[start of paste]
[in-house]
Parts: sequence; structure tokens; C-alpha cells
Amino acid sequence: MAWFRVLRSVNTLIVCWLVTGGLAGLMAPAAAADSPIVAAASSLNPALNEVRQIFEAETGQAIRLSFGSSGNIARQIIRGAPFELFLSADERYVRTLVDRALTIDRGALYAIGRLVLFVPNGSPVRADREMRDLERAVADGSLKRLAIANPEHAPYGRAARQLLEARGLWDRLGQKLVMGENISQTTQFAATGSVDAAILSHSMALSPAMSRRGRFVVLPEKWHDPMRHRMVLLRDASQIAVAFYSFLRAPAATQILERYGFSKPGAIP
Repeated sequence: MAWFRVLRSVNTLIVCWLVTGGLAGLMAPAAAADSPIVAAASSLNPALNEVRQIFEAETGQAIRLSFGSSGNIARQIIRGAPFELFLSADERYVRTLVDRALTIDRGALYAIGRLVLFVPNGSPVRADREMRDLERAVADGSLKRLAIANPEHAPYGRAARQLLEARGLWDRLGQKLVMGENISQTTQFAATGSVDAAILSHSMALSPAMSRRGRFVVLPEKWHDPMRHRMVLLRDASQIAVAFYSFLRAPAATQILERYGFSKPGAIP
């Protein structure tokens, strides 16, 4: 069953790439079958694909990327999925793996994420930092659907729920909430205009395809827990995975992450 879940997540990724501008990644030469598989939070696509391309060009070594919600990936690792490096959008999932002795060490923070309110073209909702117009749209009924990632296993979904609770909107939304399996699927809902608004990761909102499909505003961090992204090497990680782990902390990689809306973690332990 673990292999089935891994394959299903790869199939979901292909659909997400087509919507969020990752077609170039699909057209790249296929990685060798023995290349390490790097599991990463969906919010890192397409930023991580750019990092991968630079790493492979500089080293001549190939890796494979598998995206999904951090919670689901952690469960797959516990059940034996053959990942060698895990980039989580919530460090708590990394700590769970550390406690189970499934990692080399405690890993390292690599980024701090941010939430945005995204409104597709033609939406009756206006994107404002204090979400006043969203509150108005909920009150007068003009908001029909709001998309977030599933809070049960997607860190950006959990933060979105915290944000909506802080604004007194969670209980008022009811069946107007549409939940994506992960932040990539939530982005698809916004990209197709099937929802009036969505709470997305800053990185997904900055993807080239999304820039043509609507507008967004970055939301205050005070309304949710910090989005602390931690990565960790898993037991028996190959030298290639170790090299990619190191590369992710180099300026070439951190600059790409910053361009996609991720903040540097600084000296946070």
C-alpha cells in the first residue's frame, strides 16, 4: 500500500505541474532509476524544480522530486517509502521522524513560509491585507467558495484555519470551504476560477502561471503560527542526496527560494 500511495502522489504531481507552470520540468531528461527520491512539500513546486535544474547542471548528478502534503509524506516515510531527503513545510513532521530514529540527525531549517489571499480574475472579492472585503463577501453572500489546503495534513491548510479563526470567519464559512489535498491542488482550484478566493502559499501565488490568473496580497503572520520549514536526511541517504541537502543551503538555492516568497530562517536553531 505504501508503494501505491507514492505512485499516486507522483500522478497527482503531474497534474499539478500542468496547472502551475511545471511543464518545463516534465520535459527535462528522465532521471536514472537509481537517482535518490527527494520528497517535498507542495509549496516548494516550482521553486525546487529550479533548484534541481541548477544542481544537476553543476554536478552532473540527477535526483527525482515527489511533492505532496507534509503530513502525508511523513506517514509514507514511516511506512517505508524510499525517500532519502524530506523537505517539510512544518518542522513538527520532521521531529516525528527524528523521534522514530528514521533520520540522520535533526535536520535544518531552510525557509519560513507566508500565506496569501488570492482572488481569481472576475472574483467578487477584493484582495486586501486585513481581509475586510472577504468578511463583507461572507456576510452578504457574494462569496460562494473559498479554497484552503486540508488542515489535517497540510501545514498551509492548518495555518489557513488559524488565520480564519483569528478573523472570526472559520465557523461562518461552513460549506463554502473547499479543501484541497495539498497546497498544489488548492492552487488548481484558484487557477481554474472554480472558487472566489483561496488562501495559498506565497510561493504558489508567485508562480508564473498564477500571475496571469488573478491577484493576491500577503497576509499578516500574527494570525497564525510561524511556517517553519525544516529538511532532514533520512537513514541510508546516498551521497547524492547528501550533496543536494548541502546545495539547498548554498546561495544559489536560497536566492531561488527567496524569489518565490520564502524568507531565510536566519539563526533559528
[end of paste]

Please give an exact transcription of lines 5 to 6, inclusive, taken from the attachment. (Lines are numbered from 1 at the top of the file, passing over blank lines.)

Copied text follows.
């Protein structure tokens, strides 16, 4: 069953790439079958694909990327999925793996994420930092659907729920909430205009395809827990995975992450 879940997540990724501008990644030469598989939070696509391309060009070594919600990936690792490096959008999932002795060490923070309110073209909702117009749209009924990632296993979904609770909107939304399996699927809902608004990761909102499909505003961090992204090497990680782990902390990689809306973690332990 673990292999089935891994394959299903790869199939979901292909659909997400087509919507969020990752077609170039699909057209790249296929990685060798023995290349390490790097599991990463969906919010890192397409930023991580750019990092991968630079790493492979500089080293001549190939890796494979598998995206999904951090919670689901952690469960797959516990059940034996053959990942060698895990980039989580919530460090708590990394700590769970550390406690189970499934990692080399405690890993390292690599980024701090941010939430945005995204409104597709033609939406009756206006994107404002204090979400006043969203509150108005909920009150007068003009908001029909709001998309977030599933809070049960997607860190950006959990933060979105915290944000909506802080604004007194969670209980008022009811069946107007549409939940994506992960932040990539939530982005698809916004990209197709099937929802009036969505709470997305800053990185997904900055993807080239999304820039043509609507507008967004970055939301205050005070309304949710910090989005602390931690990565960790898993037991028996190959030298290639170790090299990619190191590369992710180099300026070439951190600059790409910053361009996609991720903040540097600084000296946070």
C-alpha cells in the first residue's frame, strides 16, 4: 500500500505541474532509476524544480522530486517509502521522524513560509491585507467558495484555519470551504476560477502561471503560527542526496527560494 500511495502522489504531481507552470520540468531528461527520491512539500513546486535544474547542471548528478502534503509524506516515510531527503513545510513532521530514529540527525531549517489571499480574475472579492472585503463577501453572500489546503495534513491548510479563526470567519464559512489535498491542488482550484478566493502559499501565488490568473496580497503572520520549514536526511541517504541537502543551503538555492516568497530562517536553531 505504501508503494501505491507514492505512485499516486507522483500522478497527482503531474497534474499539478500542468496547472502551475511545471511543464518545463516534465520535459527535462528522465532521471536514472537509481537517482535518490527527494520528497517535498507542495509549496516548494516550482521553486525546487529550479533548484534541481541548477544542481544537476553543476554536478552532473540527477535526483527525482515527489511533492505532496507534509503530513502525508511523513506517514509514507514511516511506512517505508524510499525517500532519502524530506523537505517539510512544518518542522513538527520532521521531529516525528527524528523521534522514530528514521533520520540522520535533526535536520535544518531552510525557509519560513507566508500565506496569501488570492482572488481569481472576475472574483467578487477584493484582495486586501486585513481581509475586510472577504468578511463583507461572507456576510452578504457574494462569496460562494473559498479554497484552503486540508488542515489535517497540510501545514498551509492548518495555518489557513488559524488565520480564519483569528478573523472570526472559520465557523461562518461552513460549506463554502473547499479543501484541497495539498497546497498544489488548492492552487488548481484558484487557477481554474472554480472558487472566489483561496488562501495559498506565497510561493504558489508567485508562480508564473498564477500571475496571469488573478491577484493576491500577503497576509499578516500574527494570525497564525510561524511556517517553519525544516529538511532532514533520512537513514541510508546516498551521497547524492547528501550533496543536494548541502546545495539547498548554498546561495544559489536560497536566492531561488527567496524569489518565490520564502524568507531565510536566519539563526533559528